Neb. and Colo. redistricting updates |

Neb. and Colo. redistricting updates

Colorado’s Congressional Redistricting Commission approved a map on an 11-1 vote, and it is headed to the Supreme Court. The map was approved after seven rounds of late-night voting with the single dissenting vote cast by Denver Democratic Commissioner Simon Tafoya.

According to non-partisan staff, the commission heard 5,188 comments in addition to testimony during 44 public meetings and while the final voting meeting was tense, the map includes competitive districts.

According to the Colorado Sun, the final approved plan districts would shape up this way:

•The 1st District would continue to be Denver-centric and a safe Democratic district.

•The 2nd District would cover the northwest counties of Routt, Jackson, Larimer, Grand, Clear Creek, Gilpin, Jackson and Summit, and also include most of Boulder and Eagle counties. It would also include parts of Weld County and more than 1,800 people from Jefferson County

•The 3rd District would include most of the Western Slope and southern Colorado, including Pueblo.

•The 4th District would be compromised of Douglas County, including Castle Rock, as well as Loveland and other parts of Larimer County. The Eastern Plains, including Weld County and eastern Adams and Arapahoe counties, would also be in the district.

•The 5th District would be centered in Colorado Springs, including military bases in El Paso County.

•The 6th District includes Aurora and include much of Arapahoe County, as well as parts of Adams, Jefferson and Douglas counties.

•The 7th District would be a reconfigured, competitive district including much of Jefferson County but also Lake, Park, Teller, Chaffee, Custer and Fremont counties in the central mountains.

•The new 8th District would include the north Denver suburbs of Thornton, Commerce City, Brighton and Northglenn, as well as most of Westminster and all of Greeley.

The agreed upon map and supporting documentation must be submitted to the Colorado Supreme Court by Friday. Once the court receives the map, outside parties have seven days, or until noon on Oct. 8 at the latest, to file any objections or input on the map with the court. The court will hold oral arguments at 1 p.m. on Oct. 12.

The court set a deadline of Nov. 1 to rule on whether to sign off on the plan, though it could order the commission to reconvene to make changes if it finds the panel “abused its discretion in applying or failing to apply Constitutional criteria. Those include equal population; contiguous districts; compliance with Voting Rights Act of 1965; keep geographic communities and communities of interest intact; be compact; and be competitive.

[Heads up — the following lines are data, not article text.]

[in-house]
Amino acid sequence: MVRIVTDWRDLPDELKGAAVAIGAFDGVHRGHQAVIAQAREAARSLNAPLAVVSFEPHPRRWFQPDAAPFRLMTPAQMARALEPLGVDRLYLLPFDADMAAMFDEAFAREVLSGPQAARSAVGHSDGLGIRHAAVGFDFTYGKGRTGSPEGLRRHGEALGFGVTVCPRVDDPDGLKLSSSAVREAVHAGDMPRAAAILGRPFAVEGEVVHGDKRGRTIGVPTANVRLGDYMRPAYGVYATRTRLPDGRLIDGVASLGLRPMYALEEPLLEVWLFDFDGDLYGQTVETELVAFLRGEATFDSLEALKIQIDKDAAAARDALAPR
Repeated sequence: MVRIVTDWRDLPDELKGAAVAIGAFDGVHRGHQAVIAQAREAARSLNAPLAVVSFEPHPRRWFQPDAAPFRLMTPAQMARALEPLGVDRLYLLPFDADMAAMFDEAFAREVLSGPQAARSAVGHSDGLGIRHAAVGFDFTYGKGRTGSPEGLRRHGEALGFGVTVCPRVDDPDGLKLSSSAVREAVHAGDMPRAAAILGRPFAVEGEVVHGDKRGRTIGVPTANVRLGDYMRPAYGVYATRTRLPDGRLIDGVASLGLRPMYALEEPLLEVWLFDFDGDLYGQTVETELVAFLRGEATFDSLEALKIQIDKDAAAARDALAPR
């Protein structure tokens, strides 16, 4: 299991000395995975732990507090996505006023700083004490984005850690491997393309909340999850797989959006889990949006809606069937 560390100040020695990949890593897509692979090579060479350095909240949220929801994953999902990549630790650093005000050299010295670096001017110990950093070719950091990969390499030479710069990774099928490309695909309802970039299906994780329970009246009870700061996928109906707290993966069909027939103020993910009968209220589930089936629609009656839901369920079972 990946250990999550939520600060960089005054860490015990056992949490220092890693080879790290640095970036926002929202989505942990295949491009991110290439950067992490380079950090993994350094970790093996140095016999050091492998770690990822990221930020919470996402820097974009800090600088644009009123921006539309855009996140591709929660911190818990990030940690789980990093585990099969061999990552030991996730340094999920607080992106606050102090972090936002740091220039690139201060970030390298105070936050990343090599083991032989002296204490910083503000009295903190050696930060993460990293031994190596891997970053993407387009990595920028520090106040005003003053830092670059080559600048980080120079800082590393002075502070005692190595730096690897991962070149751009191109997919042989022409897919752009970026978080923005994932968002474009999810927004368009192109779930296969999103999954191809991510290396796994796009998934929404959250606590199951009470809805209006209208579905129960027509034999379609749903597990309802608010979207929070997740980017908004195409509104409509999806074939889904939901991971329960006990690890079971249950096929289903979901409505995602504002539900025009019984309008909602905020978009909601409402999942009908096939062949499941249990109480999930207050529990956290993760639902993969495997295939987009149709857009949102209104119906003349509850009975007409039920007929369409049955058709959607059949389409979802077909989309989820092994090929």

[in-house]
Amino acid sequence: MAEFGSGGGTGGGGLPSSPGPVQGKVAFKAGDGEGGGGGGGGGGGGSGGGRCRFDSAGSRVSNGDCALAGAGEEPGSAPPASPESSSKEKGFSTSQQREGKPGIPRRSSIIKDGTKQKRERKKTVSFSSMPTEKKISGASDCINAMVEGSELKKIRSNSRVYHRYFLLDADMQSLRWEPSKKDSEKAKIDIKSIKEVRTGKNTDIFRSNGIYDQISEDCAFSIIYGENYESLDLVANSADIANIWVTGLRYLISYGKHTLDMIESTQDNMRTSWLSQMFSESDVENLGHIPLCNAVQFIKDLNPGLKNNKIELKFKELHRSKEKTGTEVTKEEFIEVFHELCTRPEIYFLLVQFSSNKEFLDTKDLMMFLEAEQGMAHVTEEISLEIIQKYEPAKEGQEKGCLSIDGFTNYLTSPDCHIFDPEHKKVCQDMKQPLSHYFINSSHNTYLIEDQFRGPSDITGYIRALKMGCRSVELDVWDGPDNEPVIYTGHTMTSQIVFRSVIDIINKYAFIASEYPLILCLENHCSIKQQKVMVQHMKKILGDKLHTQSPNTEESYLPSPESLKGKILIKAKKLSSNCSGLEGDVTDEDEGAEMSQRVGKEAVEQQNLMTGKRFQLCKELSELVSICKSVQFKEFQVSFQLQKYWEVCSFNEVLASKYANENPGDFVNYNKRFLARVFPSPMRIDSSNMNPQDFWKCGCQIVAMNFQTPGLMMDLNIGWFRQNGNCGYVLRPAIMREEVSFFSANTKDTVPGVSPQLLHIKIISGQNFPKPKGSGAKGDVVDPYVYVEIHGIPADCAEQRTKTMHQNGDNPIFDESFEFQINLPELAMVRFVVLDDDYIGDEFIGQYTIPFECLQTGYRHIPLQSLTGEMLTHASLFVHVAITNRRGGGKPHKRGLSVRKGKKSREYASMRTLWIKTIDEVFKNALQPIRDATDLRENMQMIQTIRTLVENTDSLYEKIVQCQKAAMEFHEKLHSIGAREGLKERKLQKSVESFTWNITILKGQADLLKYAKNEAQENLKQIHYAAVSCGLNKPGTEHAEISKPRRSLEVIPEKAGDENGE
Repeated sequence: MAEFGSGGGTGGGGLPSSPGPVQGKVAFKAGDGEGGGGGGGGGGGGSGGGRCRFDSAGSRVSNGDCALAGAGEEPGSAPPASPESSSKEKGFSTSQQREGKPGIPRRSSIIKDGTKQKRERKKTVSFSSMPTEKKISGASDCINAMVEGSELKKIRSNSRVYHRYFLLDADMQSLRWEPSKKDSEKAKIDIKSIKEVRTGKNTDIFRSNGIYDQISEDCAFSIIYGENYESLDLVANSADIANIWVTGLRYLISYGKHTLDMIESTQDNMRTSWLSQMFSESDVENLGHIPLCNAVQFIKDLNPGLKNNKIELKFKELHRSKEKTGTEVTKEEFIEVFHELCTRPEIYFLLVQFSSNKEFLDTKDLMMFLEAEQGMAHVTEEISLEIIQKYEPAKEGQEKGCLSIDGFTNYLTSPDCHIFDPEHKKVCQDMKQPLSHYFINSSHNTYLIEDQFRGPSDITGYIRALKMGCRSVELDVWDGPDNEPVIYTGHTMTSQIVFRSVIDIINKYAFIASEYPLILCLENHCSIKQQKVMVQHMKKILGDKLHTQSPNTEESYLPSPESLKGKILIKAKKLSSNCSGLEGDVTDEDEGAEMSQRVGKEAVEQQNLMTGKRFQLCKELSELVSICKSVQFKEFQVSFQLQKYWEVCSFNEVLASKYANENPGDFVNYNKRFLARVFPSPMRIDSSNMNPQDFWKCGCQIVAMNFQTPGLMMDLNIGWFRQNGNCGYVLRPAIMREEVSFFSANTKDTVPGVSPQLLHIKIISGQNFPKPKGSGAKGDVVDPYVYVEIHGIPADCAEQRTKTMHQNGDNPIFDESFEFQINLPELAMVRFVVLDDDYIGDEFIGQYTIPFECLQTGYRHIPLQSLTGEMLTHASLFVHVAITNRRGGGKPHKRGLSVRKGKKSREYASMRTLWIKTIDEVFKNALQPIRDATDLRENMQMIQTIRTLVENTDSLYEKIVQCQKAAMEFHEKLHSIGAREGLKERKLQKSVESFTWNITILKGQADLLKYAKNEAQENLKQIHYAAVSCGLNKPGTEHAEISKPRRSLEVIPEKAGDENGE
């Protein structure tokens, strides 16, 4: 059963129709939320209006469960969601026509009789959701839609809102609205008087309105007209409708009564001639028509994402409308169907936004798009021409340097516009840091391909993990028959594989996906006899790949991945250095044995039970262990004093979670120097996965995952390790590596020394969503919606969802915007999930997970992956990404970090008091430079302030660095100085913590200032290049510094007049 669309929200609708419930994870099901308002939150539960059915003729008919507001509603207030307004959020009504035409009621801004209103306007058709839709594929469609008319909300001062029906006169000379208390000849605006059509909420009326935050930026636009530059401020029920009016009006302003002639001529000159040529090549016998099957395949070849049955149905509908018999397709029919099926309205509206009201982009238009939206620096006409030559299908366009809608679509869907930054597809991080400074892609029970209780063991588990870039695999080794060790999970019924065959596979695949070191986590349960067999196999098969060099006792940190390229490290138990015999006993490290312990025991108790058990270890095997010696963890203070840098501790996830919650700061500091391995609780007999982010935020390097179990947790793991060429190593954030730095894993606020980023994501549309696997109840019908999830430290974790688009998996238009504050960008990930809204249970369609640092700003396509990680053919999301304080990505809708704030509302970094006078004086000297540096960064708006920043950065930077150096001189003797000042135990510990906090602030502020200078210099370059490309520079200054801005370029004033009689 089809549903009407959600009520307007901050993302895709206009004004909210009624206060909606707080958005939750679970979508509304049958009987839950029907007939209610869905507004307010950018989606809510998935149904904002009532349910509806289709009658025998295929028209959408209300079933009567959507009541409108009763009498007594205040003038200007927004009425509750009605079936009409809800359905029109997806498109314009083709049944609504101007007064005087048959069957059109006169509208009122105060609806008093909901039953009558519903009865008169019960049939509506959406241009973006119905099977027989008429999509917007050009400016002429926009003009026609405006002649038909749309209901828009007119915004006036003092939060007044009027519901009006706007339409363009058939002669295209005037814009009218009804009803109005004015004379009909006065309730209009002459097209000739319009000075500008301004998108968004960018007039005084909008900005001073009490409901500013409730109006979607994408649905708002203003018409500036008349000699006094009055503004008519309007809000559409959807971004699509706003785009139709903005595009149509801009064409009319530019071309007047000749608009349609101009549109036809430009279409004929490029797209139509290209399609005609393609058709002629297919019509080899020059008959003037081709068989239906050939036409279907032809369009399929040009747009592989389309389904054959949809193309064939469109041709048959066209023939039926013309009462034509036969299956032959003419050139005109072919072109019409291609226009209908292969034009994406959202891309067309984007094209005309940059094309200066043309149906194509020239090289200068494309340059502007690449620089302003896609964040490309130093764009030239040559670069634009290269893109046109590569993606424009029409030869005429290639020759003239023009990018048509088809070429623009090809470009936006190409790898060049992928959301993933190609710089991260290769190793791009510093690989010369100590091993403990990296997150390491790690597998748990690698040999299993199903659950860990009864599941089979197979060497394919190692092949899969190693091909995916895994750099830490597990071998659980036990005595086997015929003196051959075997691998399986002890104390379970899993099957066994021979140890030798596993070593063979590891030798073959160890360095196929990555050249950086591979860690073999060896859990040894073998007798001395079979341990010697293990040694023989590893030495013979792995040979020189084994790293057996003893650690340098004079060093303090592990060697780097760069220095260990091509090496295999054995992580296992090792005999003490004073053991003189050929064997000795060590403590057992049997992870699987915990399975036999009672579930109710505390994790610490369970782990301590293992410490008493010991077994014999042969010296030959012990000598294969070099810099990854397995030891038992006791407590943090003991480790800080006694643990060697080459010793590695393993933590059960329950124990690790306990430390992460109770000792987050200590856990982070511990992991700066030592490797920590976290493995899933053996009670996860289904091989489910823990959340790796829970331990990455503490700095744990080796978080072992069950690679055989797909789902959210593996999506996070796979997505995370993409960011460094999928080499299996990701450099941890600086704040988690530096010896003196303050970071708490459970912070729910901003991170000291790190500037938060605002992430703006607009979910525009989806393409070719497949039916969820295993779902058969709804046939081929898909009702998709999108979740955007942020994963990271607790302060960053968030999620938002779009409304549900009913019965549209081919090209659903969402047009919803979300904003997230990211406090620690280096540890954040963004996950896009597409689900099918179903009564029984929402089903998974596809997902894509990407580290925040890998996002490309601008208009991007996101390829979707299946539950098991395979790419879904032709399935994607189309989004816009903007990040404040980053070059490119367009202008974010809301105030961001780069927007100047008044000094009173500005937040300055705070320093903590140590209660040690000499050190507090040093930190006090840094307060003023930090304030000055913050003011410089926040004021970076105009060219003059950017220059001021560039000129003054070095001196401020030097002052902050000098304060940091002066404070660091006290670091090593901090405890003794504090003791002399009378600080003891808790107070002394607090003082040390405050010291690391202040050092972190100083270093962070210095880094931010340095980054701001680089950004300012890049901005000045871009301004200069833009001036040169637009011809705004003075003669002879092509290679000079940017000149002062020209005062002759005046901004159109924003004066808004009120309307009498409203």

The 12-member legislative commission must submit its new state House and Senate maps to the Supreme Court by Oct. 15.



In Nebraska, the redistricting process is done by a legislative committee and six maps were approved and signed by Gov. Pete Ricketts Thursday morning. The maps redistrict boundaries of legislative, Congressional; Supreme Court judicial, public service commissions, UNL Board of Regents, State Board of Education districts.

Changes to the legislative map specific to the Lincoln area were a point of contention and bring rural areas into Lincoln district.

Mark McHargue, President, Nebraska Farm Bureau said in a statement that he appreciated the work of the 49 legislators and the quick signature of Gov. Ricketts.

“We recognize there is an ongoing shift in population in our state from rural to urban population centers,” McHargue said. “With that in mind, our ask of the Legislature in the redistricting process was for the body to recognize the importance of maintaining rural voices in this effort, given the vital role agriculture and rural Nebraska play in our state. Agriculture is the largest driver of our state’s economy, generating one out of every four jobs with those jobs being located across Nebraska. While not perfect, we feel the results of the Legislature’s efforts largely respected our ask, for the betterment of our entire state. The fact that senators came together to reach an agreement so our state can move forward is positive. We look forward to working with all our elected leaders to help grow opportunities for all Nebraska.”

The Committee consists of Sen. Lou Ann Linehan, Chairperson; Sen. Carol Blood; Sen. Tom Briese; Sen. Tom Brewer; Sen. Suzanne Geist; Sen. Steve Lathrop; Sen. John Lowe; Sen. Adam Morfeld; and Sen. Justin Wayne.


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